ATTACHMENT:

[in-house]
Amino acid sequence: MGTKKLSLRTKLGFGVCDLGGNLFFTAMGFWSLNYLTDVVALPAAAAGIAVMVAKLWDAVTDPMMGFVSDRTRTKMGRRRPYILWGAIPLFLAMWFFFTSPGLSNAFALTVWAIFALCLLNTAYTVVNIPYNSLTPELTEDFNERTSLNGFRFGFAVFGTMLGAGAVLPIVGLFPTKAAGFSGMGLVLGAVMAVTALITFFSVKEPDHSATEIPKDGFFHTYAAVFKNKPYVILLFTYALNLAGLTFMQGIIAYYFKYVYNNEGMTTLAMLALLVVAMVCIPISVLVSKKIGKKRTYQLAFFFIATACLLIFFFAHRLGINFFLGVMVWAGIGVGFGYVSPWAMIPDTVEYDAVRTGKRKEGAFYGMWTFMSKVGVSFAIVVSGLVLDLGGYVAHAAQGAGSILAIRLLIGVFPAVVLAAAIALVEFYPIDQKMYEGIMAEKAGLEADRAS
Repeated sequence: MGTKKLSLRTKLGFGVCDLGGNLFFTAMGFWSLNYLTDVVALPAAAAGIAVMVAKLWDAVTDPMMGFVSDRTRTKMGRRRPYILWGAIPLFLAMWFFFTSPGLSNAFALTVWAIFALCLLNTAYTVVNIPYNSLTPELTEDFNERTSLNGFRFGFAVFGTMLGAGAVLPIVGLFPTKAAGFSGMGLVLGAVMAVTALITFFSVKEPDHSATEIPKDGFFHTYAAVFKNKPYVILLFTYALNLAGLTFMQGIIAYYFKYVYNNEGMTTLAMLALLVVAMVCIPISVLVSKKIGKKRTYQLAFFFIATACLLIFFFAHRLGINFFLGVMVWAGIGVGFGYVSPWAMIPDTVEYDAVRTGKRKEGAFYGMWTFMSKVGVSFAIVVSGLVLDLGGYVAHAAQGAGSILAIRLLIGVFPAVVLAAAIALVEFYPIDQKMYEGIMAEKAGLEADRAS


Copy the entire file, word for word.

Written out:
[in-house]
Amino acid sequence: MGTKKLSLRTKLGFGVCDLGGNLFFTAMGFWSLNYLTDVVALPAAAAGIAVMVAKLWDAVTDPMMGFVSDRTRTKMGRRRPYILWGAIPLFLAMWFFFTSPGLSNAFALTVWAIFALCLLNTAYTVVNIPYNSLTPELTEDFNERTSLNGFRFGFAVFGTMLGAGAVLPIVGLFPTKAAGFSGMGLVLGAVMAVTALITFFSVKEPDHSATEIPKDGFFHTYAAVFKNKPYVILLFTYALNLAGLTFMQGIIAYYFKYVYNNEGMTTLAMLALLVVAMVCIPISVLVSKKIGKKRTYQLAFFFIATACLLIFFFAHRLGINFFLGVMVWAGIGVGFGYVSPWAMIPDTVEYDAVRTGKRKEGAFYGMWTFMSKVGVSFAIVVSGLVLDLGGYVAHAAQGAGSILAIRLLIGVFPAVVLAAAIALVEFYPIDQKMYEGIMAEKAGLEADRAS
Repeated sequence: MGTKKLSLRTKLGFGVCDLGGNLFFTAMGFWSLNYLTDVVALPAAAAGIAVMVAKLWDAVTDPMMGFVSDRTRTKMGRRRPYILWGAIPLFLAMWFFFTSPGLSNAFALTVWAIFALCLLNTAYTVVNIPYNSLTPELTEDFNERTSLNGFRFGFAVFGTMLGAGAVLPIVGLFPTKAAGFSGMGLVLGAVMAVTALITFFSVKEPDHSATEIPKDGFFHTYAAVFKNKPYVILLFTYALNLAGLTFMQGIIAYYFKYVYNNEGMTTLAMLALLVVAMVCIPISVLVSKKIGKKRTYQLAFFFIATACLLIFFFAHRLGINFFLGVMVWAGIGVGFGYVSPWAMIPDTVEYDAVRTGKRKEGAFYGMWTFMSKVGVSFAIVVSGLVLDLGGYVAHAAQGAGSILAIRLLIGVFPAVVLAAAIALVEFYPIDQKMYEGIMAEKAGLEADRAS